Great book on building websites that follow best practices for performance. This book reminds us how important it is to understand how the web works so that we work with it -not against it- it all terms, including performance. The book has one chapter about best practices for Ajax. Ajax back then -in 2007 when the book was published- was a relatively new trend. I hope that his other book "Even Faster Web Sites" would further elaborate on this part.
At some points in the book, I felt like I already know this, some parts where just common sense, however, some other tips were really tricky that I don't think I would have figured them out myself.
Profile Image for Caitlin (Ayashi).
210 reviews3 followers
August 4, 2015
I think by now this book is getting a bit dated (literally asked myself "wtf is a css expression?") but it's well written and still has a lot of relevant stuff. I honestly didn't really know much about http headers before reading this, so I learned a lot about that.

As others have mentioned, a lot of these specific points are covered if you just run the YSlow tool. Personally though, I like that this book not only directly shows examples to prove that one solution is faster than another, but also explains exactly why. Of course there's reasons behind making certain choices but it's good to understand the reasoning behind them.
Profile Image for Mikey Cooper.
26 reviews12 followers
February 22, 2013
An excellent read for anyone creating web sites. While a bit dated now, the background information and advice is nonetheless a must have for optimizing performance. While many people now use things like bundling, CSS sprites, and script placement to increase performance, they're often doing so without understanding why it helps. This book helps fill in those gaps and adds in a wealth of information about browser caching, headers, proxy considerations, etc. It's well worth the few hours it'll take to get through this quick read.
199 reviews4 followers
November 2, 2014
I've got to admit that although I knew a good number of these suggestions, there were a couple that I did not know at all. Yes, YSlow does tell you the 'how to make it better' part, this book gives you more details on what happens behind the screens for some of the rules.

The other reason I liked this book was because this is pretty much the one place where I have to come to get all the information. I added a couple of optimizations to my website while I was reading this book myself.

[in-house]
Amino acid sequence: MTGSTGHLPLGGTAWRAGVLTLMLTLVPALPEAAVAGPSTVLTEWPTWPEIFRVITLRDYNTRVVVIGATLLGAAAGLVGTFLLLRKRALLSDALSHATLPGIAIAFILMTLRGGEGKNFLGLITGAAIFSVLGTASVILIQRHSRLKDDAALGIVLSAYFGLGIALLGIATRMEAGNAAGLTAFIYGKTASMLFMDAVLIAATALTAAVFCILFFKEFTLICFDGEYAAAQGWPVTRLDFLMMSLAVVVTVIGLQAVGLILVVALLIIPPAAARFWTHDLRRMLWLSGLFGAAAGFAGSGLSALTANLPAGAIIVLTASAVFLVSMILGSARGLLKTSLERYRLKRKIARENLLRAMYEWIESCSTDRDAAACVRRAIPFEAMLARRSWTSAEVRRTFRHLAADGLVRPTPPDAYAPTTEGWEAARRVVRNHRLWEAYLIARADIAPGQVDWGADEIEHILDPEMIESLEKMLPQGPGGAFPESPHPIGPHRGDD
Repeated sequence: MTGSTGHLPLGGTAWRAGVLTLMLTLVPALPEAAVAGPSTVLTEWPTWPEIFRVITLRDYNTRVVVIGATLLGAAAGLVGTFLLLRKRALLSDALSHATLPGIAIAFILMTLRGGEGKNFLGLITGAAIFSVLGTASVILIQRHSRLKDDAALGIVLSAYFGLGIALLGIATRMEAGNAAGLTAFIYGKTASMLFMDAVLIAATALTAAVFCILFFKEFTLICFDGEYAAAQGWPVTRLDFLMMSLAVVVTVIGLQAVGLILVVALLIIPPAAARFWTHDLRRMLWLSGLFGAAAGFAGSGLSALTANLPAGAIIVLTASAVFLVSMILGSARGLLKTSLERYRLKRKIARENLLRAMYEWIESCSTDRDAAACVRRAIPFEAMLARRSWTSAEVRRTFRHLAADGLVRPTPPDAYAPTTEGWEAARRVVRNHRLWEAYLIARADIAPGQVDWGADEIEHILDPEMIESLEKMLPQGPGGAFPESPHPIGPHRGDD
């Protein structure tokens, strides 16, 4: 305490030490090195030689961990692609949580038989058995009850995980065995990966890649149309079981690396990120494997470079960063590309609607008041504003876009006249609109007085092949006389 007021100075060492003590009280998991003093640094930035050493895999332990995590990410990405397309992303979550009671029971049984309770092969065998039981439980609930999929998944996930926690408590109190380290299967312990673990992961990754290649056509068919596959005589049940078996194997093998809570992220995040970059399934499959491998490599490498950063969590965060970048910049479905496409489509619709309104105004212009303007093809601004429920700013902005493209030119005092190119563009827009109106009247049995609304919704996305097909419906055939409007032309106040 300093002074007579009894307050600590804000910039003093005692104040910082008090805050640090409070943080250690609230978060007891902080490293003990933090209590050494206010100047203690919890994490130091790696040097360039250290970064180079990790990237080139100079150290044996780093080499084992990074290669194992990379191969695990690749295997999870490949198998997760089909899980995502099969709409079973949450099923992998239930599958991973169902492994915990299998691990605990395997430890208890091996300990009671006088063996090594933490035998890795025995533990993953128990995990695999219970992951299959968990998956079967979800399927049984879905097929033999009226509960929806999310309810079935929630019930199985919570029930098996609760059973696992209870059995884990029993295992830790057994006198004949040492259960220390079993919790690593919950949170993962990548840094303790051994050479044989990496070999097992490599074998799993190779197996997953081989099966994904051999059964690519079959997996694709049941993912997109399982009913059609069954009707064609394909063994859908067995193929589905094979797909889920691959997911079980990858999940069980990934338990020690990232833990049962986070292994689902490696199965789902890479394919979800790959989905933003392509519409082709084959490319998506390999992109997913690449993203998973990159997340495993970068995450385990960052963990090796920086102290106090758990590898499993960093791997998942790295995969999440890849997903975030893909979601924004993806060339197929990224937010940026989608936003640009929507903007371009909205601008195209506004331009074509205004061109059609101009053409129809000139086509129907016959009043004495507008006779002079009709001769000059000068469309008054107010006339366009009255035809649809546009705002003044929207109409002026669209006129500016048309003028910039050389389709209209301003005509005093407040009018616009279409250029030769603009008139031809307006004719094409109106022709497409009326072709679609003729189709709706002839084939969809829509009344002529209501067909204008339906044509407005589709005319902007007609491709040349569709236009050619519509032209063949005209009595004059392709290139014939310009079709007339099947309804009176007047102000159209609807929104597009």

All-in-all, well worth the time reading it.
Profile Image for Jeremy.
48 reviews6 followers
July 30, 2008
I would probably give this book a higher rating except that the information contained is already so available online, and in the author's invaluable YSlow FireBug plugin. I had hoped for lengthier explanations beyond what is already found online, and was surprised by the only ~120 pages of the book.

That said, the information contained is very accurate and useful. It is nice to have a hard copy of the data found in YSlow.
24 reviews4 followers
December 25, 2010
Amazing! a must read book for all web developers and a real eye opener on front end performance.

This book suggests a lot of solutions to real- world problem issues. This book with "High performance Web Sites" recommendations will have huge impact on the performance of any Web Site.

It's really a very interesting reading, from the first to the last page!

Thanks to everybody who contributed in writing this great book
Profile Image for Jakub.
242 reviews7 followers
June 6, 2010
If you've ever made even a small webpage, you'd be happy to read that book. Very straight to the point advices, with hard numbers and real-life proofs. Of course this kind of knowledge is ephemeral, as things evolve and change from day to day - but that makes it even more important for you, to read it as soon as possible.
183 reviews5 followers
July 12, 2010
An excellent resource on how to wring better performance out of a website.

Souders provides a series of ideas and approaches based upon his experiences. Further, I found it well written and highly readable. He knows how to present ideas while not dragging the reader into a morass of irrelevant detail.

I highly recommend that anyone responsible for a website read this book.
24 reviews4 followers
December 25, 2010
a real eye-opener and tremendous shift in web optimization. Very practical, straight to the point and valuable. You cannot consider yourself a web developer if you haven't read this book and totally understand it. You can read the whole book over the week end, go and get it :)

You think you're an expert in web development! wait till you read this book!
Displaying 1 - 30 of 62 reviews